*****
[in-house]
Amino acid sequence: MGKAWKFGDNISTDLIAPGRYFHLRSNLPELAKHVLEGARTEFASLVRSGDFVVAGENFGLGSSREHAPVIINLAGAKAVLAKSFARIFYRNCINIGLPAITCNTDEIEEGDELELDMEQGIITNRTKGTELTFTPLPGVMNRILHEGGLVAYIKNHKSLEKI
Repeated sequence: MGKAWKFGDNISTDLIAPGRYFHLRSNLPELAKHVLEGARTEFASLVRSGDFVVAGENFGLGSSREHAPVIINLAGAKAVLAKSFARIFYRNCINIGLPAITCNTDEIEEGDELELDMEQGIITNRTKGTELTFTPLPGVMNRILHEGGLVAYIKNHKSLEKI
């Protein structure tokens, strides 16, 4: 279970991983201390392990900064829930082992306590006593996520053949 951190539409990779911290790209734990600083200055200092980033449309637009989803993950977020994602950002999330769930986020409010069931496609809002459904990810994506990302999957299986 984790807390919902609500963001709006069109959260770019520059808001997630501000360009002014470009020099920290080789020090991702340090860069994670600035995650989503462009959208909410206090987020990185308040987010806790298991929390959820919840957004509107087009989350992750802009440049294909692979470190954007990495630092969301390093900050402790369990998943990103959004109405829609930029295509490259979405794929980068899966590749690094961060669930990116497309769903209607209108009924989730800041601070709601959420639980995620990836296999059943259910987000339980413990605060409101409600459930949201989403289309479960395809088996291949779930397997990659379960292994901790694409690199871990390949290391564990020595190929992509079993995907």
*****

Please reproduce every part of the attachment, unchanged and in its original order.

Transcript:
[in-house]
Amino acid sequence: MGKAWKFGDNISTDLIAPGRYFHLRSNLPELAKHVLEGARTEFASLVRSGDFVVAGENFGLGSSREHAPVIINLAGAKAVLAKSFARIFYRNCINIGLPAITCNTDEIEEGDELELDMEQGIITNRTKGTELTFTPLPGVMNRILHEGGLVAYIKNHKSLEKI
Repeated sequence: MGKAWKFGDNISTDLIAPGRYFHLRSNLPELAKHVLEGARTEFASLVRSGDFVVAGENFGLGSSREHAPVIINLAGAKAVLAKSFARIFYRNCINIGLPAITCNTDEIEEGDELELDMEQGIITNRTKGTELTFTPLPGVMNRILHEGGLVAYIKNHKSLEKI
């Protein structure tokens, strides 16, 4: 279970991983201390392990900064829930082992306590006593996520053949 951190539409990779911290790209734990600083200055200092980033449309637009989803993950977020994602950002999330769930986020409010069931496609809002459904990810994506990302999957299986 984790807390919902609500963001709006069109959260770019520059808001997630501000360009002014470009020099920290080789020090991702340090860069994670600035995650989503462009959208909410206090987020990185308040987010806790298991929390959820919840957004509107087009989350992750802009440049294909692979470190954007990495630092969301390093900050402790369990998943990103959004109405829609930029295509490259979405794929980068899966590749690094961060669930990116497309769903209607209108009924989730800041601070709601959420639980995620990836296999059943259910987000339980413990605060409101409600459930949201989403289309479960395809088996291949779930397997990659379960292994901790694409690199871990390949290391564990020595190929992509079993995907």